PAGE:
[bitcoin-dev] A Better MMR Definition

Peter Todd pete at petertodd.org
Fri Feb 24 04:36:13 UTC 2017

On Thu, Feb 23, 2017 at 07:32:43PM -0800, Bram Cohen wrote:
> On Thu, Feb 23, 2017 at 7:15 PM, Peter Todd <pete at petertodd.org> wrote:
> >
> > Glad we're on the same page with regard to what's possible in TXO
> > commitments.
> >
> > Secondly, am I correct in saying your UTXO commitments scheme requires
> > random
> > access? While you describe it as a "merkle set", obviously to be merkelized
> > it'll have to have an ordering of some kind. What do you propose that
> > ordering
> > to be?
> >
> The ordering is by the bits in the hash. Technically it's a Patricia Trie.
> I'm using 'merkle tree' to refer to basically anything with a hash root.

The hash of what? The values in the set?

> > Maybe more specifically, what exact values do you propose to be in the set?
> >
> >
> That is unspecified in the implementation, it just takes a 256 bit value
> which is presumably a hash of something. The intention is to nail down a
> simple format and demonstrate good performance and leave those semantics to
> a higher layer. The simplest thing would be to hash together the txid and
> output number.

Ok, so let's assume the values in the set are the unspent outpoints.

Since we're ordering by the hash of the values in the set, outpoints will be
distributed uniformly in the set, and thus the access pattern of data in the
set is uniform.

Now let's fast-forward 10 years. For the sake of argument, assume that for
every 1 UTXO in the set that corresponds to funds in someone's wallet that are
likely to be spent, there are 2^12 = 4096 UTXO's that have been permanently
lost (and/or created in spam attacks) and thus will never be spent.

Since lost UTXO's are *also* uniformly distributed, if I'm processing a new
block that spends 2^12 = 4096 UTXO's, on average for each UTXO spent, I'll
have to update log2(4096) = 12 more digests than I would have had those "dead"
UTXO's not existed.

Concretely, imagine our UTXO set had just 8 values in it, and we were updating
two of them:

              / \
             /   \
            /     \
           /       \
          /         \
         #           #
        / \         / \
       /   \       /   \
      #     .     .     #
     / \   / \   / \   / \
    .   X .   . .   . X   .

To mark two coins as spent, we've had to update 5 inner nodes.

Now let's look at what happens in an insertion-ordered TXO commitment scheme.
For sake of argument, let's assume the best possible case, where every UTXO
spent in that same block was recently created. Since the UTXO's are recently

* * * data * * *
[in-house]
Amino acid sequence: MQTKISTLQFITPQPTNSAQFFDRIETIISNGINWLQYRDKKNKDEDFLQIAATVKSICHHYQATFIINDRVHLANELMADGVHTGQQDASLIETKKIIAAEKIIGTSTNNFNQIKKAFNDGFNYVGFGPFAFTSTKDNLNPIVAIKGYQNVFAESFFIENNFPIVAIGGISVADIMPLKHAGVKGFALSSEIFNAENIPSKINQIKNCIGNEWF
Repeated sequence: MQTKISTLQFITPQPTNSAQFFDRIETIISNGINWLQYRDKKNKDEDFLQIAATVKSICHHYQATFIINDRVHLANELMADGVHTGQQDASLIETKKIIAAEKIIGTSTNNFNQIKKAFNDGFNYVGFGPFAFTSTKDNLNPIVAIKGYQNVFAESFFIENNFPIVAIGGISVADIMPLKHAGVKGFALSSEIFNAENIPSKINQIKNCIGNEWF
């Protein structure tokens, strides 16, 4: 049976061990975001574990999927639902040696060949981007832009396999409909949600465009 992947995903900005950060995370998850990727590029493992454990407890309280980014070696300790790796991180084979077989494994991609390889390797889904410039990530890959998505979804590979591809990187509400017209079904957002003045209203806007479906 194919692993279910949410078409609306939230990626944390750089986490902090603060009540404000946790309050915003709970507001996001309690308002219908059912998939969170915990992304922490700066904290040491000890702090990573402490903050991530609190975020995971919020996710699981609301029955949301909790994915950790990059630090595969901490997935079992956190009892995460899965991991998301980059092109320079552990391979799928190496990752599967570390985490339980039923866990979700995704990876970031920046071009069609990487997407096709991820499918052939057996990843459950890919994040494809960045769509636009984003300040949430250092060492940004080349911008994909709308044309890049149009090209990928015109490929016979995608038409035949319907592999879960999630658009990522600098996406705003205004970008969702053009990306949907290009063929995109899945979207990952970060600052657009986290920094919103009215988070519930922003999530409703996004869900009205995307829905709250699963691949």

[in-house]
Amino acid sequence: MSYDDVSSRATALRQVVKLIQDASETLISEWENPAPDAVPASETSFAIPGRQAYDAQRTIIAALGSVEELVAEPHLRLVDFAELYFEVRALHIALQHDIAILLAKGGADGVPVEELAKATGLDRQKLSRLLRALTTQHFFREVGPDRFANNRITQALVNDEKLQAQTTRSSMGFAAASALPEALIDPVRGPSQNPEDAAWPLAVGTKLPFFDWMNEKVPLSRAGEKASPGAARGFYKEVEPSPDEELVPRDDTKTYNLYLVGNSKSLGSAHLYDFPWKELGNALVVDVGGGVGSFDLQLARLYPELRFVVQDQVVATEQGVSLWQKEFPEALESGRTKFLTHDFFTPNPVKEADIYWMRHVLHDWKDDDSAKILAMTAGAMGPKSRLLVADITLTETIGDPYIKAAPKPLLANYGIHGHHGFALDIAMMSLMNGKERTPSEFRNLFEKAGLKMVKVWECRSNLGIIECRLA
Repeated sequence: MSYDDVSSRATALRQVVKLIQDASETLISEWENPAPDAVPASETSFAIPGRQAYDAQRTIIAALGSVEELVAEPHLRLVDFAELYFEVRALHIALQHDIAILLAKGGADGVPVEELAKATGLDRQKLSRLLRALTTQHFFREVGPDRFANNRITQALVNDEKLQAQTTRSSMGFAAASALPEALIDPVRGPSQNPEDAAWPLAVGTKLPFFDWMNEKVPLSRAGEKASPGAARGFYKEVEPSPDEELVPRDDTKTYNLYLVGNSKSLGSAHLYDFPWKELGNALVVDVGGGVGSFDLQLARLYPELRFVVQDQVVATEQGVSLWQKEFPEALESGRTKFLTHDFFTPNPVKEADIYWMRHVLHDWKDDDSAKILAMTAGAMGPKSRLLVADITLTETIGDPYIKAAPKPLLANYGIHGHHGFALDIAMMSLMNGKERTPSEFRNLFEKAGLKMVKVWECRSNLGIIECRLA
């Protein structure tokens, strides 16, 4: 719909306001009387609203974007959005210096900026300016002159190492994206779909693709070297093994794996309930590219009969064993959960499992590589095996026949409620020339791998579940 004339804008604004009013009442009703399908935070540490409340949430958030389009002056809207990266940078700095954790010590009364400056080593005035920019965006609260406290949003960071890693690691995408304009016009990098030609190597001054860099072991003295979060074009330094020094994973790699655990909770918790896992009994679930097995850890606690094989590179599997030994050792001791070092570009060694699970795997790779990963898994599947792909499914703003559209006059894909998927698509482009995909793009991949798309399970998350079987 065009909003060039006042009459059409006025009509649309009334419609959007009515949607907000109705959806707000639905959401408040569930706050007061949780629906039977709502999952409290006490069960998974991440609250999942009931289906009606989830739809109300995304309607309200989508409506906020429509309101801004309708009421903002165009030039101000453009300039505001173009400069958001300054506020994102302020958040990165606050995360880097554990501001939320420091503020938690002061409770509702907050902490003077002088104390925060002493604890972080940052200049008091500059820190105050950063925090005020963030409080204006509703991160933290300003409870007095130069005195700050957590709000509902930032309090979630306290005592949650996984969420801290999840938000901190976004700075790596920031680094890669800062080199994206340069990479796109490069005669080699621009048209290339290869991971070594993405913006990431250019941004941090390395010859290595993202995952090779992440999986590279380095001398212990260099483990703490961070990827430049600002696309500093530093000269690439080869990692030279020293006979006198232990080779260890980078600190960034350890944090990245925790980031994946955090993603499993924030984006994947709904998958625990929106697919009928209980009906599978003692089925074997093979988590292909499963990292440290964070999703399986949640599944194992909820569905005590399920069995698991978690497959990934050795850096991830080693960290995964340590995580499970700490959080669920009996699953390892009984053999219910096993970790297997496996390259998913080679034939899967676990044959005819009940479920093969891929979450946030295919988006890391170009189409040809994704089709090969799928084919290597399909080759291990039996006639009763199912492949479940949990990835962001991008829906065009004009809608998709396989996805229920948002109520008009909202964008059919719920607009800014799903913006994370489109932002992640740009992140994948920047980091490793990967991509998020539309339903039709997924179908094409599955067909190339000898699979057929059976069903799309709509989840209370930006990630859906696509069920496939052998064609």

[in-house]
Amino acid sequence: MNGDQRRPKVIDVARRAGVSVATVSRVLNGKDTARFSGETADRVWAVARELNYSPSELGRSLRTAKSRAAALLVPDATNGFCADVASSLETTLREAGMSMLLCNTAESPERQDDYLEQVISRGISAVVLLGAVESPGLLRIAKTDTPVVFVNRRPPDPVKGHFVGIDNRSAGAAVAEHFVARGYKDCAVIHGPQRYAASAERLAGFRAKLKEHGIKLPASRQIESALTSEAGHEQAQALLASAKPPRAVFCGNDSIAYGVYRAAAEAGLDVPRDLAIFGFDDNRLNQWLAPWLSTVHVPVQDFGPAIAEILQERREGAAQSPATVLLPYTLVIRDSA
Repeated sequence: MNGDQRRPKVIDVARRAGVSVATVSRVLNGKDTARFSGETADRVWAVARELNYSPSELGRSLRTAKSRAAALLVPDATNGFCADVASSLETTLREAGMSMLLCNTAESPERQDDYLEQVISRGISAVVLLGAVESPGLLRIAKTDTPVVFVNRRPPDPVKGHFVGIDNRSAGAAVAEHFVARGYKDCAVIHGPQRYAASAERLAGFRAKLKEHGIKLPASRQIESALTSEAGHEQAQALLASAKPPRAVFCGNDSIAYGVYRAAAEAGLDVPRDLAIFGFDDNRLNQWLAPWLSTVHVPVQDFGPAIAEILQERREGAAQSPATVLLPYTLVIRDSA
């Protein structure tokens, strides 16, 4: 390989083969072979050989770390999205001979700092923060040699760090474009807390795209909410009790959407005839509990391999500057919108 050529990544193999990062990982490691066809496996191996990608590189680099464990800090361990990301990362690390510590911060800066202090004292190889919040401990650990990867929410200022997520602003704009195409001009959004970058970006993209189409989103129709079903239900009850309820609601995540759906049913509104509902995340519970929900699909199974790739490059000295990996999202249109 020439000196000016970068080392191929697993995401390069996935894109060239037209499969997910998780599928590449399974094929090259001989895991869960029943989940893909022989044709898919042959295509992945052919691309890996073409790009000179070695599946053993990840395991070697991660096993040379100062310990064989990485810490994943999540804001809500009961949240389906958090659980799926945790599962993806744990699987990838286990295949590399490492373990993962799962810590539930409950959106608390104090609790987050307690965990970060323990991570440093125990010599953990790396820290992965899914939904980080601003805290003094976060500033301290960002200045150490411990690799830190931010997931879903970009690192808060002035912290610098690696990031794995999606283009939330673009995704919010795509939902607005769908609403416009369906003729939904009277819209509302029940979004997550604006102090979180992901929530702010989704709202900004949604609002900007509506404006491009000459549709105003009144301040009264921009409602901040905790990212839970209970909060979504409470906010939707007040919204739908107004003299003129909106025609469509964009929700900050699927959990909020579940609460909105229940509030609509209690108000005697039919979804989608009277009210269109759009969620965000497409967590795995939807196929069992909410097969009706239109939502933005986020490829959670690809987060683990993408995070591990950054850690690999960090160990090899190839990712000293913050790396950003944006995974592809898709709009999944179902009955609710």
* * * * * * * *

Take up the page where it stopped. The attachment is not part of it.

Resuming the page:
created, chances are almost every single one of those "dead" UTXO's will have
been created in the past. Thus, since this is an insertion-ordered data
structure, those UTXO's exist in an older part of the data structure that our
new block doesn't need to modify at all.

Concretely, again let's imagine a TXO commitment with 8 values in it, and two
of them being spent:

              / \
             /   \
            /     \
           /       \
          /         \
         .           #
        / \         / \
       /   \       /   \
      .     .     .     #
     / \   / \   / \   / \
    .   . .   . .   . X   X

To mark two coins as spent, we've only had to update 3 inner nodes; while our
tree is higher with those lost coins, those extra inner nodes are amortised
across all the coins we have to update.

The situation gets even better when we look at the *new* UTXO's that our block
creates. Suppose our UTXO set has size n. To mark a single coin as spent, we
have to update log2(n) inner nodes. We do get to amortise this a bit at the top
levels in the tree, but even if we assume the amortisation is totally free,
we're updating at least log2(n) - log2(m) inner nodes "under" the amortised
nodes at the top of the tree for *each* new node.

Meanwhile with an insertion-ordered TXO commitment, each new UTXO added to the
data set goes in the same place - the end. So almost none of the existing data
needs to be touched to add the new UTXOs. Equally, the hashing required for the
new UTXO's can be done in an incremental fashion that's very L1/L2 cache

tl;dr: Precisely because access patterns in TXO commitments are *not* uniform,
I think we'll find that from a L1/L2/etc cache perspective alone, TXO
commitments will result in better performance than UTXO commitments.

Now it is true that Bitcoin's current design means we'll need a map of
confirmed outpoints to TXO insertion order indexes. But it's not particularly
hard to add that "metadata" to transactions on the P2P layer in the same way
that segwit added witnesses to transactions without modifying how txids were
calculated; if you only connect to peers who provide you with TXO index
information in blocks and transactions, you don't need to keep that map

Finally, note how this makes transactions *smaller* in many circumstances: it's
just a 8-byte max index rather than a 40 byte outpoint.

https://petertodd.org 'peter'[:-1]@petertodd.org
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